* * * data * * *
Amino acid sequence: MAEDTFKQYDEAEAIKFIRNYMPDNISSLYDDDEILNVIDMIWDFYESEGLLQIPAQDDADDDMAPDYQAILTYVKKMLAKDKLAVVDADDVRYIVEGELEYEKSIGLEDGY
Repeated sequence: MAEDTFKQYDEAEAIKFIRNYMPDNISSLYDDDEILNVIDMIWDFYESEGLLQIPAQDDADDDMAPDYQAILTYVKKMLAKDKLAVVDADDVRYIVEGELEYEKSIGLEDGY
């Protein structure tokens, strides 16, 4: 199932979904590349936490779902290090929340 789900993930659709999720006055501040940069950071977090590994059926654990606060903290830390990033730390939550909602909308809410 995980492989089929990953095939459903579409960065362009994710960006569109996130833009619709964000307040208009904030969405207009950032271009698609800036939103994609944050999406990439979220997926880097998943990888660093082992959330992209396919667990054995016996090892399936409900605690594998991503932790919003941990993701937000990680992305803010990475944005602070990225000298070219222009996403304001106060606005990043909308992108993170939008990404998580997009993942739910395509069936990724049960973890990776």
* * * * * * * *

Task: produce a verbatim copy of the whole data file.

Amino acid sequence: MAEDTFKQYDEAEAIKFIRNYMPDNISSLYDDDEILNVIDMIWDFYESEGLLQIPAQDDADDDMAPDYQAILTYVKKMLAKDKLAVVDADDVRYIVEGELEYEKSIGLEDGY
Repeated sequence: MAEDTFKQYDEAEAIKFIRNYMPDNISSLYDDDEILNVIDMIWDFYESEGLLQIPAQDDADDDMAPDYQAILTYVKKMLAKDKLAVVDADDVRYIVEGELEYEKSIGLEDGY
């Protein structure tokens, strides 16, 4: 199932979904590349936490779902290090929340 789900993930659709999720006055501040940069950071977090590994059926654990606060903290830390990033730390939550909602909308809410 995980492989089929990953095939459903579409960065362009994710960006569109996130833009619709964000307040208009904030969405207009950032271009698609800036939103994609944050999406990439979220997926880097998943990888660093082992959330992209396919667990054995016996090892399936409900605690594998991503932790919003941990993701937000990680992305803010990475944005602070990225000298070219222009996403304001106060606005990043909308992108993170939008990404998580997009993942739910395509069936990724049960973890990776």